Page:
December 10 2013 Latest news:
Tuesday, August 27, 2013
About 270 cyclists toured some of the gems of the north Norfolk countryside as a week-long festival of summer activity reached its finale in Fakenham.
The inaugural Fakenham 50 cycle ride took riders, ranging from beginners to club racers, on a choice of 13-mile or 35-mile circuits on Sunday.
The routes featured picturesque villages, country lanes, meandering streams and meadows and included the spectacular scenery of the Holkham estate and a stop for home-made flapjacks at a “feed station” in Burnham Thorpe.
It was the culmination of the first Get Active in Fakenham week, a diverse combination of events and activities which included Balkan dancing, theatre shows and “aquafit” sessions, while also incorporating established events like the Great Duck Race and Saturday’s Fakenham Fair.
Town councillor and Fakenham 50 organiser Richard Crook said he hopes the event will now become an annual addition to the entertainments calendar.
“It was a really great success,” he said. “The great thing about it was that it was such an eclectic mix of people. There was one woman who was still learning to get on and off her bike, and then we had about 20 club riders.
“There was that mix from the really experienced club riders to complete beginners and families. The mayor, Adrian Vertigan, did 35 miles and the sunshine helped, obviously.
“People all pulled together and it was a really positive event. It is all about participation and a lot of what the whole week was about was to get people moving, whether it was to walk to the theatre or do some dancing or come on the bike ride.”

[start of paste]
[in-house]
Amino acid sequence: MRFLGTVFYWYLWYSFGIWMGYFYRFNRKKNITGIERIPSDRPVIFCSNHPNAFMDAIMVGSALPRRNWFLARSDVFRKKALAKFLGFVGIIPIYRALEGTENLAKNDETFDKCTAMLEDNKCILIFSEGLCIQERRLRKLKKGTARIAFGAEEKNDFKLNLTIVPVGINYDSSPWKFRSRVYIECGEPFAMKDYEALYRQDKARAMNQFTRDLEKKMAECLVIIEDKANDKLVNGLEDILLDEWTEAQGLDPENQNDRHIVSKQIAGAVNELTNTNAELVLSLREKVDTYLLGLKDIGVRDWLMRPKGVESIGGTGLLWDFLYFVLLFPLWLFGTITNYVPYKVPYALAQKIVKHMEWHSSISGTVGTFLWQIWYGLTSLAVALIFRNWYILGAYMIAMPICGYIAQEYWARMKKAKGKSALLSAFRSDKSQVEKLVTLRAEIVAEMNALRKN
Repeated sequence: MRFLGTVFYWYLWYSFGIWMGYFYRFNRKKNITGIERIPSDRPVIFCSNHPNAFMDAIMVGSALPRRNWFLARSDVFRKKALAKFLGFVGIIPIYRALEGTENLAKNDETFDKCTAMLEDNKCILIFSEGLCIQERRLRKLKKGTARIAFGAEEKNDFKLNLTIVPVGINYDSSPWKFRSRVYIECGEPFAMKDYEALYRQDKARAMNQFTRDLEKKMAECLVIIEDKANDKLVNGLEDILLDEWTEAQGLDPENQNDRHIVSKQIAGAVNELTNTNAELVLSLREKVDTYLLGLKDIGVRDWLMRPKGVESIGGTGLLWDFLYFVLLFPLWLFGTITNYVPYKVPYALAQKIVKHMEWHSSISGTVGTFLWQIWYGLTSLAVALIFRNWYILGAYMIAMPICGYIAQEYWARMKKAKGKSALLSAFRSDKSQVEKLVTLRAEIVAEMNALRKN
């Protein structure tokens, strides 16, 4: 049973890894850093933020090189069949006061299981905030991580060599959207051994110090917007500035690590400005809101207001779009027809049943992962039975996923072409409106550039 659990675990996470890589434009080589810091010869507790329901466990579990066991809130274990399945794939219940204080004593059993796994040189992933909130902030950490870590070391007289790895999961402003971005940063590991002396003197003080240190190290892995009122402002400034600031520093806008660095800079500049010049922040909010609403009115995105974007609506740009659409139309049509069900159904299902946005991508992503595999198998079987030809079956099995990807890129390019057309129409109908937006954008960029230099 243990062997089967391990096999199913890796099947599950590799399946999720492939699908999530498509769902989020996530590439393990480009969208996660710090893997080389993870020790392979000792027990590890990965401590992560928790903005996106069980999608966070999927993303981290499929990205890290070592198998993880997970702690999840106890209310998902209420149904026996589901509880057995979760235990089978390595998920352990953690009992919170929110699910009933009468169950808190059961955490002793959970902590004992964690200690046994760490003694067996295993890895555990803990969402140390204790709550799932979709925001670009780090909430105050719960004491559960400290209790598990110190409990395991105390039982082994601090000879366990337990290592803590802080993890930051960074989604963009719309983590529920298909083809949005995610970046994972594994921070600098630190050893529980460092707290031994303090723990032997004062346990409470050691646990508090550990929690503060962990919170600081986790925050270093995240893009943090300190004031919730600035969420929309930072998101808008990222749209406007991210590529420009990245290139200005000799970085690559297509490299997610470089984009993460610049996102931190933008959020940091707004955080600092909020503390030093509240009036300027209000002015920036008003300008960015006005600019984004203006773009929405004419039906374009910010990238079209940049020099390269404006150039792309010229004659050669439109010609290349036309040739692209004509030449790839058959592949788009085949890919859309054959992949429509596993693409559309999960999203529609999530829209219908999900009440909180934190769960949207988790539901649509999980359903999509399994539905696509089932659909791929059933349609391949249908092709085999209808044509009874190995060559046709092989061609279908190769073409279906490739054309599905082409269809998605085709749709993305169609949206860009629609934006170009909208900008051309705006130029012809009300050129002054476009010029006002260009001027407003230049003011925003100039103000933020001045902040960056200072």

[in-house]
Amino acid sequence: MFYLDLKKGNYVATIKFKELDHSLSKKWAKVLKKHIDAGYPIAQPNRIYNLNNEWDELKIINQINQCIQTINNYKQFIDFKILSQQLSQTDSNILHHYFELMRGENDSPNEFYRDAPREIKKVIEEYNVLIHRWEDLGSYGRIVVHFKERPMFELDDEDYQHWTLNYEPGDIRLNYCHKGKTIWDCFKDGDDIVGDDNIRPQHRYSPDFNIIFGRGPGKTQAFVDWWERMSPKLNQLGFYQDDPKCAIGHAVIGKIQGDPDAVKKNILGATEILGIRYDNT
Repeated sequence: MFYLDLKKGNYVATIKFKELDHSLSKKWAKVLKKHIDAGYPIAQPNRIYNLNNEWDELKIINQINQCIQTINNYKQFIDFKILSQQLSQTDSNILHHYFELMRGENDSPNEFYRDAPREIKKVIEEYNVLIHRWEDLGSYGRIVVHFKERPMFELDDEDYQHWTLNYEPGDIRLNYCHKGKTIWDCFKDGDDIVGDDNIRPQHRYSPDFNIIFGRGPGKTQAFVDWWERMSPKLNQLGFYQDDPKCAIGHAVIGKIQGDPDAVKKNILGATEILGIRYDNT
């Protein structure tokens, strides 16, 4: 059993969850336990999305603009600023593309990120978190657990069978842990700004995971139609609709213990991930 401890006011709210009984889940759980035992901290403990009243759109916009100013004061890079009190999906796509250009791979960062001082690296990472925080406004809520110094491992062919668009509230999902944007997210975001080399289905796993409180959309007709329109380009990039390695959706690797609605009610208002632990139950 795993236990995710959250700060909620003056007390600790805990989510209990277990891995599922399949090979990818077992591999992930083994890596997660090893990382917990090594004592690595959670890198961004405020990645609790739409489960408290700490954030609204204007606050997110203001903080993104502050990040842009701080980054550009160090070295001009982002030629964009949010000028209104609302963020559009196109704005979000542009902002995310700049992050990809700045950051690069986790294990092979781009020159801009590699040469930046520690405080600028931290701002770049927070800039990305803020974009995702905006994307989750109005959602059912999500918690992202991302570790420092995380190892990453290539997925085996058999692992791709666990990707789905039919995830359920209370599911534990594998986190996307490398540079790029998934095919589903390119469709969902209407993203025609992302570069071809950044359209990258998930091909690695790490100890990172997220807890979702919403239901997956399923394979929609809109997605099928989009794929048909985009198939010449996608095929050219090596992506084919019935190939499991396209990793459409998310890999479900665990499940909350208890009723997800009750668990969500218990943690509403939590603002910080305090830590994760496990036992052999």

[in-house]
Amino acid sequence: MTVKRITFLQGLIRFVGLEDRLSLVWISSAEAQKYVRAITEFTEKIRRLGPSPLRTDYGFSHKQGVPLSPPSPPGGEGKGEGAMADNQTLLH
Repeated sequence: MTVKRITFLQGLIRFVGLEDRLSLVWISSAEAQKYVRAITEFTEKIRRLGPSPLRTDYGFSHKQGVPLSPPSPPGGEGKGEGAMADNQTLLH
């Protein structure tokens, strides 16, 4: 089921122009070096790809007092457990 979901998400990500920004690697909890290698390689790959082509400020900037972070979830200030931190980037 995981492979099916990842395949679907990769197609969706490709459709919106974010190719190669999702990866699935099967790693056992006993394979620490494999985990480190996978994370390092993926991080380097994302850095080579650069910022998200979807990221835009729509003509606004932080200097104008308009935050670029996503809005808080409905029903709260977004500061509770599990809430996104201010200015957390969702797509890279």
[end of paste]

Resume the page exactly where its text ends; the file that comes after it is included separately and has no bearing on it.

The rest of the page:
Mr Crook said the theory behind the Get Active in Fakenham festival was to bring together a wide variety of events, to share resources between small businesses and voluntary groups, and to give “added value”.
“We certainly got people participating,” he said. “It is very strategic, and the strategy behind it is about getting people healthy and enjoying themselves, and bringing some economic benefit to the town at the same time.
“People came from London and Cambridge to take part in the bike ride, as well as all the local people. So it brings a whole range of social and wellbeing benefits to the town.”
The Fakenham 50 added to the town’s proud cycling history, as engineer John Garrood famously invented tubular metal forks and made grips for pedals at his cycle works in Wells Road 150 years ago. He is commemorated on the Fakenham town sign by a penny farthing cycle.
Mr Crook organised the festival with Fakenham cycle group East Coast Riders and Trevor Brown, who runs the mountain bike team Thirteen3.